Astrocytes refine cortical connectivity at dendritic spines.
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During cortical synaptic development, thalamic axons must establish synaptic connections despite the presence of the more abundant intracortical projections. How thalamocortical synapses are formed and maintained in this competitive environment is unknown. Here, we show that astrocyte-secreted protein hevin is required for normal thalamocortical synaptic connectivity in the mouse cortex. Absence of hevin results in a profound, long-lasting reduction in thalamocortical synapses accompanied by a transient increase in intracortical excitatory connections. Three-dimensional reconstructions of cortical neurons from serial section electron microscopy (ssEM) revealed that, during early postnatal development, dendritic spines often receive multiple excitatory inputs. Immuno-EM and confocal analyses revealed that majority of the spines with multiple excitatory contacts (SMECs) receive simultaneous thalamic and cortical inputs. Proportion of SMECs diminishes as the brain develops, but SMECs remain abundant in Hevin-null mice. These findings reveal that, through secretion of hevin, astrocytes control an important developmental synaptic refinement process at dendritic spines.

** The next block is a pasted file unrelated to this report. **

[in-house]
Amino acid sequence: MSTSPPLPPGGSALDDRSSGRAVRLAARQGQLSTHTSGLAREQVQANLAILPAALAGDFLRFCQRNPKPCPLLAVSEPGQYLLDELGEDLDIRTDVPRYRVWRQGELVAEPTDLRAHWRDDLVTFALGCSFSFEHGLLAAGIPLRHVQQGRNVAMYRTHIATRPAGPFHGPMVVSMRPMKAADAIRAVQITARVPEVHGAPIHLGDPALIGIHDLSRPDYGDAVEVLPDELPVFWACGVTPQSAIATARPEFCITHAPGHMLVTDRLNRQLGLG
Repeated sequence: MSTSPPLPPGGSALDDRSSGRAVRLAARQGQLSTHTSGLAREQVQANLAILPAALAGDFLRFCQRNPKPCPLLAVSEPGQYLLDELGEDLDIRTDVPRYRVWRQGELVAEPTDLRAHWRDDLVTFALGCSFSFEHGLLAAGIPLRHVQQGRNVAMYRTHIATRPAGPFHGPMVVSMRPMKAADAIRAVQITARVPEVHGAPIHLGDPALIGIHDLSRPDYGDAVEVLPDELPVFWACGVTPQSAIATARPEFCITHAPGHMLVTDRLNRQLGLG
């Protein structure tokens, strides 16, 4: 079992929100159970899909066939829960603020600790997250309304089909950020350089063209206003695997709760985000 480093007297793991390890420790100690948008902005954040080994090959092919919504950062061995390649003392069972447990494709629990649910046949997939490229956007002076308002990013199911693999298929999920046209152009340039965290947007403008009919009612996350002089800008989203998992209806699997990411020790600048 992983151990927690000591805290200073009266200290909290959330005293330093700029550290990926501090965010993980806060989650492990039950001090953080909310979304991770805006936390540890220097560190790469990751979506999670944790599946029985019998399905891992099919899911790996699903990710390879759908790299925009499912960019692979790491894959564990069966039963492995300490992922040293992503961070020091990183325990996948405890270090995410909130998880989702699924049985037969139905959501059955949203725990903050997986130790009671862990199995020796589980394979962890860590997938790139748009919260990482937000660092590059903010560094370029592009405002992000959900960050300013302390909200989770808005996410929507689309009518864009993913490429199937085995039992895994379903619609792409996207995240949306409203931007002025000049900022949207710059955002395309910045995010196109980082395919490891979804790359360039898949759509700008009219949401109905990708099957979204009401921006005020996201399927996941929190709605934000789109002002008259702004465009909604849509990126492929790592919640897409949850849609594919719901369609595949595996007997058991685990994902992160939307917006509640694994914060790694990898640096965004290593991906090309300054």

Extracellular Matrix Proteins
Published Version (Please cite this version)10.7554/eLife.04047
Publication InfoRisher, W Christopher; Patel, Sagar; Kim, Il Hwan; Uezu, Akiyoshi; Bhagat, Srishti; Wilton, Daniel K; ... Eroglu, Cagla (2014). Astrocytes refine cortical connectivity at dendritic spines. Elife, 3. 10.7554/eLife.04047. Retrieved from https://hdl.handle.net/10161/9362.
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Lincoln Financial Group Distinguished Professor of Neurobiology
Associate Professor of Cell Biology
Associate Professor of Molecular Genetics and Microbiology
How is the brain assembled and sculpted during embryonic development? Addressing this question has enormous implications for understanding neurodevelopmental disorders affecting brain size and function. In evolutionary terms, our newest brain structure is the cerebral cortex, which drives higher cognitive capacities. The overall mission of my research lab is to elucidate genetic and cellular mechanisms controlling cortical development and contributing to neurodevelopmental patho
George Barth Geller Distinguished Professor of Molecular Biology
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